I want energy efficient lighting, but hate the cold light of fluorescents. Can you help?
I know that fluorescents are much more energy efficient than standard lightbulbs, and I want to do the right thing for the environment, but I hate the cold, bluish light of fluorescents. Is there a bulb that provides pleasant, natural light but will still save energy and money?
Yes, there is. In fact, there are many. That’s because the fluorescent bulbs you buy now aren’t the same as the ones you had in your basement growing up (unless you’re a lot younger than I am) or in your school classroom.
The new ones are so different that I’ve argued they deserve a different name.
- Everyone thinks they hate fluorescents when they're actually thinking of the old ones. What’s different, you ask?
- The two big changes have to do with the electronics and the coatings, and the result is that the new fluorescents don’t buzz and flicker like the old ones, and the colors are much nicer.
- Some of them can even be dimmed.
Choosing a fluorescent that gives off light like an incandescent
Fluorescents now come in many colors as well as different shapes.
If you want a fluorescent bulb to give off light like an incandescent, you want a warm color. If the bulbs are marked with a color temperature, look for ones between 2700 and 3000 degrees.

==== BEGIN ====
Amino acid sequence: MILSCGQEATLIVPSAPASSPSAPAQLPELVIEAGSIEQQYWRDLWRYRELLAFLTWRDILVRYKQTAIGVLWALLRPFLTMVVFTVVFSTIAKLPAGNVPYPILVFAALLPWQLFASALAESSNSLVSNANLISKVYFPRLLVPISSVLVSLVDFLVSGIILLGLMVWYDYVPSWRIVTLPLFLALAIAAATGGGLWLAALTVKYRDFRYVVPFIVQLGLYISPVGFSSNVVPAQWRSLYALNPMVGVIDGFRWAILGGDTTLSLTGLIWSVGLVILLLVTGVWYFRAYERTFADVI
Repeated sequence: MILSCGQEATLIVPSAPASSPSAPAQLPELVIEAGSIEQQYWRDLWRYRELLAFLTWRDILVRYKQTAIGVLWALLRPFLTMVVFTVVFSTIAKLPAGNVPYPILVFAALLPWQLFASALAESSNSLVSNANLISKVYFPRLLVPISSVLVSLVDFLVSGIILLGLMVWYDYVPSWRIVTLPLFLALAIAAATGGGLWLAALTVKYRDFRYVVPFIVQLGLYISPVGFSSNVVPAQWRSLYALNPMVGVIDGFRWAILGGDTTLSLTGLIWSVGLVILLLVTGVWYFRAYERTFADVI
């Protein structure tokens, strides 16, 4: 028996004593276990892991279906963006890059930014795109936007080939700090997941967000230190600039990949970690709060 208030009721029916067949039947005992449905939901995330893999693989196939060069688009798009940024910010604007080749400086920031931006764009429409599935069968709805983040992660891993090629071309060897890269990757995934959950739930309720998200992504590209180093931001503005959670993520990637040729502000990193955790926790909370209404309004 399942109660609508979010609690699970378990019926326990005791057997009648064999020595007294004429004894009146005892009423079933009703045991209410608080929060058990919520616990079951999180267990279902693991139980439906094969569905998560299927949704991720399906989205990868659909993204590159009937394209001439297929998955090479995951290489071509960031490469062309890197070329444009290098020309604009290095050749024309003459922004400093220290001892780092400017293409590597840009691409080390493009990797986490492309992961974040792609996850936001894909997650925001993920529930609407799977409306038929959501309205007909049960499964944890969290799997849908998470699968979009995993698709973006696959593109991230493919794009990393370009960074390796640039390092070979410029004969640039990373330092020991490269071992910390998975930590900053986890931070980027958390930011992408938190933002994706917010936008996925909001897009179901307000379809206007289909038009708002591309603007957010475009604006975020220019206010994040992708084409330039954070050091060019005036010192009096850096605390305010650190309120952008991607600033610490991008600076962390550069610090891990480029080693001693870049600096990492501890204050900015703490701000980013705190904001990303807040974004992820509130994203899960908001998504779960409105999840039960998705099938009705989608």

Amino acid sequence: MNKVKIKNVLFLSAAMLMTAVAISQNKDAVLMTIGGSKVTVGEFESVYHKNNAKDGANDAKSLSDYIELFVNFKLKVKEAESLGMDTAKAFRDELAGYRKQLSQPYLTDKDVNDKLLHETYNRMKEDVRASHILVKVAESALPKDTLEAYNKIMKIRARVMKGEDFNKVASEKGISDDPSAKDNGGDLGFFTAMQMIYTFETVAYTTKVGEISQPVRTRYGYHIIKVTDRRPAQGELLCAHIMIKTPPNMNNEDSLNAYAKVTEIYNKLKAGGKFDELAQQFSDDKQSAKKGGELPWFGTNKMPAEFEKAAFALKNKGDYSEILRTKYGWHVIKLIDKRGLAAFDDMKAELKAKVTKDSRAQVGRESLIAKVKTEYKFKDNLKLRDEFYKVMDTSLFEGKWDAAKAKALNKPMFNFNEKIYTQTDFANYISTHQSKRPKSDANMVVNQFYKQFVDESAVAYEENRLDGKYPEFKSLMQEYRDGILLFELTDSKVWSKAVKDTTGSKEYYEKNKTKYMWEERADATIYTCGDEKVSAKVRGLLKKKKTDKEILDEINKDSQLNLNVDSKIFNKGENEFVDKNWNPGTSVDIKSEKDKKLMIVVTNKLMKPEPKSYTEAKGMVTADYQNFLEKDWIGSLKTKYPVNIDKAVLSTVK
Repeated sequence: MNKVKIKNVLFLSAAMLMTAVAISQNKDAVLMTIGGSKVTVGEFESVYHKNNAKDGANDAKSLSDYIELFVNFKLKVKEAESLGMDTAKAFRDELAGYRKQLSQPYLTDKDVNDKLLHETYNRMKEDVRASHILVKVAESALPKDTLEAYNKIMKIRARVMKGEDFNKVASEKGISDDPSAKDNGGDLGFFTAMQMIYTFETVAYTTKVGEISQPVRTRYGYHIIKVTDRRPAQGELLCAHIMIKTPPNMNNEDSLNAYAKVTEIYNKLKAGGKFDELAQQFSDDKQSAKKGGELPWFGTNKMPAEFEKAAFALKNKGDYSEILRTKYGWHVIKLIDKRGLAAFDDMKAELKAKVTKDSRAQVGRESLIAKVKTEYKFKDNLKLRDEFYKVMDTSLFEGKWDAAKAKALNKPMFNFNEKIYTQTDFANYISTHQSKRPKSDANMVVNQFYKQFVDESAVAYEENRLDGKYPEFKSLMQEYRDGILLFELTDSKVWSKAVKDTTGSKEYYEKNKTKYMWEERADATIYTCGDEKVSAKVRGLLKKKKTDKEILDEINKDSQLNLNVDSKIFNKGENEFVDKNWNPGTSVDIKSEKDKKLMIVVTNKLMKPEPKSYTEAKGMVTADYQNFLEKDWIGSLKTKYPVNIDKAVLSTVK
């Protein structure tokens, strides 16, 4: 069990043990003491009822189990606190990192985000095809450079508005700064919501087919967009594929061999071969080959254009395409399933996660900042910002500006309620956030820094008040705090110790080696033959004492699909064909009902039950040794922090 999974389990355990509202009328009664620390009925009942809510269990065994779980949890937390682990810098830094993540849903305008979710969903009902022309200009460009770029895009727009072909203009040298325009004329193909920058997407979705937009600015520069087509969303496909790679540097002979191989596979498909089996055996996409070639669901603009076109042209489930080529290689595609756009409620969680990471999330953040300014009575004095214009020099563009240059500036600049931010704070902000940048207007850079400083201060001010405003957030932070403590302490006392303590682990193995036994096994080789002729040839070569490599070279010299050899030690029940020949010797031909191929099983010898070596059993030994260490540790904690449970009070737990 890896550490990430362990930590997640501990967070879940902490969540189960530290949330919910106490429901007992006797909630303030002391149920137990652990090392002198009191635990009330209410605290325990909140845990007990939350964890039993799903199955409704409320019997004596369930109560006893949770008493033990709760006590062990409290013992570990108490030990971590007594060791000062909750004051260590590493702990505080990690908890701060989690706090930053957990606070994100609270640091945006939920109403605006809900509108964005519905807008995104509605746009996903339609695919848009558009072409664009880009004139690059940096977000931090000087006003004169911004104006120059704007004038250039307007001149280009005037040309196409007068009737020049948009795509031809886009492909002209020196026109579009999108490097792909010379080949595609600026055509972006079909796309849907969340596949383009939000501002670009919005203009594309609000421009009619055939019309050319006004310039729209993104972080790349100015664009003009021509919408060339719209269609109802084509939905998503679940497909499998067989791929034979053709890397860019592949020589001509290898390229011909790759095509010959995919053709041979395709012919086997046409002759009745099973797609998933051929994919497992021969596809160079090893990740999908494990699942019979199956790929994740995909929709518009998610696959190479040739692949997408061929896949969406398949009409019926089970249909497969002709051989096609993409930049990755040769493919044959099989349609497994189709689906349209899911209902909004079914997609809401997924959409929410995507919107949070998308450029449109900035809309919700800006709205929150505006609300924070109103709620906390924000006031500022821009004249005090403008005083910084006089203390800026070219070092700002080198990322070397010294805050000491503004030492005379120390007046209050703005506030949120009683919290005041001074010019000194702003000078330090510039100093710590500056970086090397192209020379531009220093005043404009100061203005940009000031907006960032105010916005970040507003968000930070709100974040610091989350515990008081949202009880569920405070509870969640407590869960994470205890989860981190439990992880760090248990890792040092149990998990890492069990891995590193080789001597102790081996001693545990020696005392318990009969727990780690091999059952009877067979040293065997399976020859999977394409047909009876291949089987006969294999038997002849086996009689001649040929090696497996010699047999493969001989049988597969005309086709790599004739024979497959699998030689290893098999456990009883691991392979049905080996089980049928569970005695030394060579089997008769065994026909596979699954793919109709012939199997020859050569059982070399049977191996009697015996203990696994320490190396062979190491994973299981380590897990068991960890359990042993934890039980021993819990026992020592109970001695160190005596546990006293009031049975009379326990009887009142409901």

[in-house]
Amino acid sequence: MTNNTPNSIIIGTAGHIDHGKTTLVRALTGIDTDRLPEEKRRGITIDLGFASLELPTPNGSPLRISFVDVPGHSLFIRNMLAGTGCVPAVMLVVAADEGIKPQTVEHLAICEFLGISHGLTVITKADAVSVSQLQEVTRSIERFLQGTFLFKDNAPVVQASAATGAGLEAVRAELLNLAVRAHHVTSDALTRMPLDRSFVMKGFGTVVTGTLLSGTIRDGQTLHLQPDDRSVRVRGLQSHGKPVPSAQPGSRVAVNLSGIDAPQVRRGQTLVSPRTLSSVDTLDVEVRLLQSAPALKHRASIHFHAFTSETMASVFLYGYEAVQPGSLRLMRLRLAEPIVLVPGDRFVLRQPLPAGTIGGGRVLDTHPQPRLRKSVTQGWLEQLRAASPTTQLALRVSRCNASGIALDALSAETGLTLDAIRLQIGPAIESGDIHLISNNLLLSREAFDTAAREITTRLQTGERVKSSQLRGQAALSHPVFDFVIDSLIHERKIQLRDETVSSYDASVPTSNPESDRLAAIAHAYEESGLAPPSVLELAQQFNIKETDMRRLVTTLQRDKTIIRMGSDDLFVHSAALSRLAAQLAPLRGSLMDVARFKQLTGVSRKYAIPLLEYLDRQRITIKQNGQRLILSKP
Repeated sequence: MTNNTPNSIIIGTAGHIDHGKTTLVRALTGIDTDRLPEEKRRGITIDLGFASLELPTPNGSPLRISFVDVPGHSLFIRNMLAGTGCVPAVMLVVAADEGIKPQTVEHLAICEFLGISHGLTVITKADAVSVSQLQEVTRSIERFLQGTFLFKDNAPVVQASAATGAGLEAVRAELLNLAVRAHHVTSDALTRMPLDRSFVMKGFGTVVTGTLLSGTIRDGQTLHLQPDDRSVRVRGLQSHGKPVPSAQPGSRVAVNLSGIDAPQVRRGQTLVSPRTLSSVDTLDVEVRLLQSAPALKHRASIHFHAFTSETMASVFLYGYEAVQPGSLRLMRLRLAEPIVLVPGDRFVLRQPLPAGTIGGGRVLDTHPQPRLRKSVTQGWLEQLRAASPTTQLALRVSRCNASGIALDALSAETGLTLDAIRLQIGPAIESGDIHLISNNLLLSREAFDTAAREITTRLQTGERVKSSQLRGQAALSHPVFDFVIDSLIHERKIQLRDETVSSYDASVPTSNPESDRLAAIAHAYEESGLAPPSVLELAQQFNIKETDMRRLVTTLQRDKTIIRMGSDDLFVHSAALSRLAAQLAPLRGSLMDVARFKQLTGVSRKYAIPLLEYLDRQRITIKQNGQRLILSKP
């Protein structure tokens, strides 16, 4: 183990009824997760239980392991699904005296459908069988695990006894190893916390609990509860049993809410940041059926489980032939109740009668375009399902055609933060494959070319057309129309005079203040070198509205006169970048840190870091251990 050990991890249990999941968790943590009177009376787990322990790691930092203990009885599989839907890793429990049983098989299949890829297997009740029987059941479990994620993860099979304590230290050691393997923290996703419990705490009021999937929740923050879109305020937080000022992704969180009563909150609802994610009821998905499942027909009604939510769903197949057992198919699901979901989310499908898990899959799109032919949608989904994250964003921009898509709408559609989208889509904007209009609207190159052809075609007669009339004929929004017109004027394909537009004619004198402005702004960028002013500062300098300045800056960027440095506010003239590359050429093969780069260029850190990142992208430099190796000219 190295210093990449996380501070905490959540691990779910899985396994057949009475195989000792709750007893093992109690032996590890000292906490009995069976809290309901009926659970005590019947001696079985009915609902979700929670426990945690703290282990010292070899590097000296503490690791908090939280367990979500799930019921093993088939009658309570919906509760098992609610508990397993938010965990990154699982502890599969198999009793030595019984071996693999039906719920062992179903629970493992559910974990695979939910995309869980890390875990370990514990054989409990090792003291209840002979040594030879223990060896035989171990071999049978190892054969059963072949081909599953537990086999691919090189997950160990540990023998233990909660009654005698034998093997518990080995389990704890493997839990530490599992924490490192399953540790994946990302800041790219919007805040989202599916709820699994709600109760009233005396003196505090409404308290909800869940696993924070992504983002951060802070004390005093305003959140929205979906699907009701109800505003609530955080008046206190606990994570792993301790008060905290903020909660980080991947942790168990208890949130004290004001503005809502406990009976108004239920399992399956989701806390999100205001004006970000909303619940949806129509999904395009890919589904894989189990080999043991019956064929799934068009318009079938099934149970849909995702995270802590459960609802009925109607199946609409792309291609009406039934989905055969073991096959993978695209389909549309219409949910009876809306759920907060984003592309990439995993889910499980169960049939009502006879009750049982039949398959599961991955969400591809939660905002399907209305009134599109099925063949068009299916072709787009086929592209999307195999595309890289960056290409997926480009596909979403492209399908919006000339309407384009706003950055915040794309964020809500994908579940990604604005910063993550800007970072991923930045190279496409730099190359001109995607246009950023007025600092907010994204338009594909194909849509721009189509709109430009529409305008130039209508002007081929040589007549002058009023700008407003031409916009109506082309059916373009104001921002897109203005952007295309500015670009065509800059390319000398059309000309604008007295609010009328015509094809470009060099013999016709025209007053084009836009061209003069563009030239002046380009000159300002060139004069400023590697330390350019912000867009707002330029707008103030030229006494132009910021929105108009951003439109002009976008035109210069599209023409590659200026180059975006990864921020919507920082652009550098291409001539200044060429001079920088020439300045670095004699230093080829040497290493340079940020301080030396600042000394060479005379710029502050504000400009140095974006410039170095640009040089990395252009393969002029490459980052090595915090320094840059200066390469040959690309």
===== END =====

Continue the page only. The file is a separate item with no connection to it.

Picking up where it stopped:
At Home Depot, they call them “soft white,” as opposed to “bright white” and “daylight.”
- Be aware that “daylight” is not actually warm or similar to incandescent light. To get a handle on this, think about the color of the sky at midday (on a clear day, that is) versus dawn or dusk. Incandescent bulbs are much closer to twilight yellow than noontime blue.
- To make matters still more confusing, the color temperature of that warm sunset is actually lower than “cold” daylight. To understand that, think about the color of flames: a blue flame is much hotter than a yellow flame. So a warmer color is a cooler temperature. It’s a mess, I know.
Full spectrum bulbs
You may also have heard of “full spectrum” bulbs. There’s a variety of opinions on them. Many people profess to feel better under them, but studies don’t tend to support that. You may find them pleasing—or just a form of greenwash.
Try it, you'll like it!
CFLs (compact fluorescent lamps) have also gotten much less expensive. So try one out. I bet you’ll like it and might not even be able to tell the difference.
For more information:
Read David Bergman's Q&A "Should I worry about the mercury in fluorescent lightbulbs?"
If you need help finding a CFL in the right color, size, and shape, give Environmental Defense's energy-saving lightbulb finder a whirl.